Mike Huckabee wants to "amend the Constitution" to align it with "God's standards."
"[Some of my opponents] do not want to change the Constitution, but I believe it's a lot easier to change the constitution than it would be to change the word of the living God, and that's what we need to do is to amend the Constitution so it's in God's standards rather than try to change God's standards," Huckabee said, referring to the need for a constitutional human life amendment and an amendment defining marriage as between a man and a woman.
The Constitution, of course, does not mention God at all. The Constitution takes its authority from the people, not from God or any other religious authority.
So far, the few right-wingers who have even taken notice are responding in one of two ways.
There is the Rip Van Winkle response:
"[Some of my opponents] do not want to change the Constitution, but I believe it's a lot easier to change the Constitution than it would be to change the word of the living God, and that's what we need to do is to amend the Constitution so it's in God's standards rather than try to change God's standards."
— Mike Huckabee, campaigning in Michigan last night.
This statement should shock every American to their very core. It is theocracy, pure and simple.
No shit, Sherlock! And where have you been for the past eight years while the religious right has been taking over the Republican Party?
Others are not troubled at the idea of amending the Constitution into a blueprint for Christian theocracy -- they just feel that Huck should use code language instead of explicitly religious language:
I don't have much of a problem with religion-based policy impulses. All of our impulses come from somewhere, after all, and I don't see why a religious person's core beliefs should affect his worldview less than my own secularist/humanist worldview. The left's insistence that only secular beliefs should impel policy stances is inconsistent but convenient in that it would, if accepted, lead to a secularist-only public polity.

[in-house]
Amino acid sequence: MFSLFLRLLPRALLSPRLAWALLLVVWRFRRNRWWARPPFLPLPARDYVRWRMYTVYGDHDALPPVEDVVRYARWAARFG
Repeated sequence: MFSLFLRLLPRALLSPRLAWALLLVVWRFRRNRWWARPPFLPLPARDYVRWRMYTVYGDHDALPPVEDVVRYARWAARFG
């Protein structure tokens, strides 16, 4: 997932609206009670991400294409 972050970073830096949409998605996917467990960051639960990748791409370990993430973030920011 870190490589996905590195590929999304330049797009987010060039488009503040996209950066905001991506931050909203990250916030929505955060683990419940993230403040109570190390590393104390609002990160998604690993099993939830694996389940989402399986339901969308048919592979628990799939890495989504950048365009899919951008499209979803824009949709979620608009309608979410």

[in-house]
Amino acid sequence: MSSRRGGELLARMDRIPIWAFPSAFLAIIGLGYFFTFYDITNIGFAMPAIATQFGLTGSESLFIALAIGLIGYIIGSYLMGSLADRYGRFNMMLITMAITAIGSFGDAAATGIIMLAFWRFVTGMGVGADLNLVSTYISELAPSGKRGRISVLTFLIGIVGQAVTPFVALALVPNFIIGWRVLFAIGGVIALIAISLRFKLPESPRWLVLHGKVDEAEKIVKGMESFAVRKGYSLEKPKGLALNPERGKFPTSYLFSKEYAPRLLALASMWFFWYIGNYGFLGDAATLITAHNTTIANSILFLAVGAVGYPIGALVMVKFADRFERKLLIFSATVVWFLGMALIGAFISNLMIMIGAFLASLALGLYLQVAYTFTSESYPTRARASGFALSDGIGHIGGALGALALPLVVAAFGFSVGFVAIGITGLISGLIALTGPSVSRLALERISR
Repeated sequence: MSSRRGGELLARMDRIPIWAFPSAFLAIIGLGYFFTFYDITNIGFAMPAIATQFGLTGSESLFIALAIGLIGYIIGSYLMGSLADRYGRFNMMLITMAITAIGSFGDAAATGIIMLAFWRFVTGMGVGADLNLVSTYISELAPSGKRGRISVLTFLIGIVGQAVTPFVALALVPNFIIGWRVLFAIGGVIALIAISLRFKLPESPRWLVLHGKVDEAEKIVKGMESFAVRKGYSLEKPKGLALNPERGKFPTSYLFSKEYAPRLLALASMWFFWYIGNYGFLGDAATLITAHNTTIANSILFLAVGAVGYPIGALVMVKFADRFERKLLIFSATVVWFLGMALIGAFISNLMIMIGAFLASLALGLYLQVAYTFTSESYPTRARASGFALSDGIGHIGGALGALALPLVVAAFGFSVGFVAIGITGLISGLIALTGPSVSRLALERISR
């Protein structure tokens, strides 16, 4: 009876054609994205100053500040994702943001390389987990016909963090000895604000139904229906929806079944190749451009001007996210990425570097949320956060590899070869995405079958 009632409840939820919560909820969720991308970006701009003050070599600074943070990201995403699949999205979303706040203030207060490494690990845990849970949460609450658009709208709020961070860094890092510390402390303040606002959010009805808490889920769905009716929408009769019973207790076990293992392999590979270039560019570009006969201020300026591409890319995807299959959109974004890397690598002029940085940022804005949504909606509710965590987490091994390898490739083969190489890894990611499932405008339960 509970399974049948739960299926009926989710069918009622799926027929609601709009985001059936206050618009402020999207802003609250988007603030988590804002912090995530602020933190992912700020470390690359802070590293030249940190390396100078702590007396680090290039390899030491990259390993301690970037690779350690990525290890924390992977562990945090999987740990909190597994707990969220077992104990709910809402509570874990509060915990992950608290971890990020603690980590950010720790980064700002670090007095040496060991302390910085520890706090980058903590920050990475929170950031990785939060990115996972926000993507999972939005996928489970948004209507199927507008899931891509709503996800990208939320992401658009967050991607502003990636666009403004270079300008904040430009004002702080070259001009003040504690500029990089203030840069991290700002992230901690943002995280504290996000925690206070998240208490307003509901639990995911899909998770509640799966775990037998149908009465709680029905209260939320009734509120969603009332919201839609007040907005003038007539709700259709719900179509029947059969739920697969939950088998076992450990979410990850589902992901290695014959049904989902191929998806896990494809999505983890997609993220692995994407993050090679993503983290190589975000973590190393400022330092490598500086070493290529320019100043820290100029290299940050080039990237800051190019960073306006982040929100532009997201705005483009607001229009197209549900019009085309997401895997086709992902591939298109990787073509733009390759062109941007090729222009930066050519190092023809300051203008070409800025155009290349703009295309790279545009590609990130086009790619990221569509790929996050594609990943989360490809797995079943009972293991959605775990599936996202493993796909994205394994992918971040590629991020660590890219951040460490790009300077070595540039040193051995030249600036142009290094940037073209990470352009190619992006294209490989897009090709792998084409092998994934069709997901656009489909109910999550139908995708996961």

However, I prefer such prescriptions to be couched in secularist terms. There are numerous reasons to be pro-life or pro-traditional-marriage that don't have much to do with religion. It's not deceptive, I don't think, to argue in terms of sound policy, without mention of God, even if, at root, it is a belief in God's will that ultimately leads one to embrace those non-religious rationales for one's positions.
Deceptive? Not at all. We can come up with better descriptors than that. How about... tactful?
Here and there, we even get hints that someone is maybe, at least, starting -- to get it:
... [I]t's really infuriating if you've had the experience — as I have — of being portrayed at various panels as part of the "American Taliban" for defending the purportedly Islamophobic efforts to root out Muslim terrorists. Part of my usual response, as a demonstration of how nuts this accusation is, focuses on the Taliban, their imposition of sharia (i.e., God's law), and the marked contrast to our system's bedrock guarantee of freedom of conscience.
Huckabee is made to order for the Left: his rhetoric embodies their heretofore lunatic indictment that we're no better that what we're fighting against. Let's "amend the Constitution so it's in God's standards rather than try to change God's standards"? Who needs to spin when the script speaks for itself? Where has Huck been for the last seven years? Does he not get that our enemies — the people who want to end our way of life — believe they are simply imposing God's standards?